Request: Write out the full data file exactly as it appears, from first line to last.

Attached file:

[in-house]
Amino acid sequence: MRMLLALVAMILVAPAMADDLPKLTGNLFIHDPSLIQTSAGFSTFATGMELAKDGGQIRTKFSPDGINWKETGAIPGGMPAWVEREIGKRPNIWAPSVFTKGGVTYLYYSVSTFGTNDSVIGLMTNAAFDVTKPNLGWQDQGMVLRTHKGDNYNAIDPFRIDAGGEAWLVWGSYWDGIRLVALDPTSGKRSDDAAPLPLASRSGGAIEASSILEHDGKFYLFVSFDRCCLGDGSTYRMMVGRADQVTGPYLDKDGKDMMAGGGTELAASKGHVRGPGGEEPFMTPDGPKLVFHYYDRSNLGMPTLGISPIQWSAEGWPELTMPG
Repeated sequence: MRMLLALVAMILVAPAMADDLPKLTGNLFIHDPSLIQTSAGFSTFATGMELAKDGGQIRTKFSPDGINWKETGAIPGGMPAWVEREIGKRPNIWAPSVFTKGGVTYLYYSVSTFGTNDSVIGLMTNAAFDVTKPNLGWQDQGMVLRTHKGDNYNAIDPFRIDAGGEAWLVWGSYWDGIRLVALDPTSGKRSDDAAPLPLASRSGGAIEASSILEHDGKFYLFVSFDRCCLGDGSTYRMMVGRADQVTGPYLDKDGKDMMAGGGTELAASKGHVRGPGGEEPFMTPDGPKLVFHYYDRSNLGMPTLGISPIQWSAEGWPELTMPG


[in-house]
Amino acid sequence: MRMLLALVAMILVAPAMADDLPKLTGNLFIHDPSLIQTSAGFSTFATGMELAKDGGQIRTKFSPDGINWKETGAIPGGMPAWVEREIGKRPNIWAPSVFTKGGVTYLYYSVSTFGTNDSVIGLMTNAAFDVTKPNLGWQDQGMVLRTHKGDNYNAIDPFRIDAGGEAWLVWGSYWDGIRLVALDPTSGKRSDDAAPLPLASRSGGAIEASSILEHDGKFYLFVSFDRCCLGDGSTYRMMVGRADQVTGPYLDKDGKDMMAGGGTELAASKGHVRGPGGEEPFMTPDGPKLVFHYYDRSNLGMPTLGISPIQWSAEGWPELTMPG
Repeated sequence: MRMLLALVAMILVAPAMADDLPKLTGNLFIHDPSLIQTSAGFSTFATGMELAKDGGQIRTKFSPDGINWKETGAIPGGMPAWVEREIGKRPNIWAPSVFTKGGVTYLYYSVSTFGTNDSVIGLMTNAAFDVTKPNLGWQDQGMVLRTHKGDNYNAIDPFRIDAGGEAWLVWGSYWDGIRLVALDPTSGKRSDDAAPLPLASRSGGAIEASSILEHDGKFYLFVSFDRCCLGDGSTYRMMVGRADQVTGPYLDKDGKDMMAGGGTELAASKGHVRGPGGEEPFMTPDGPKLVFHYYDRSNLGMPTLGISPIQWSAEGWPELTMPG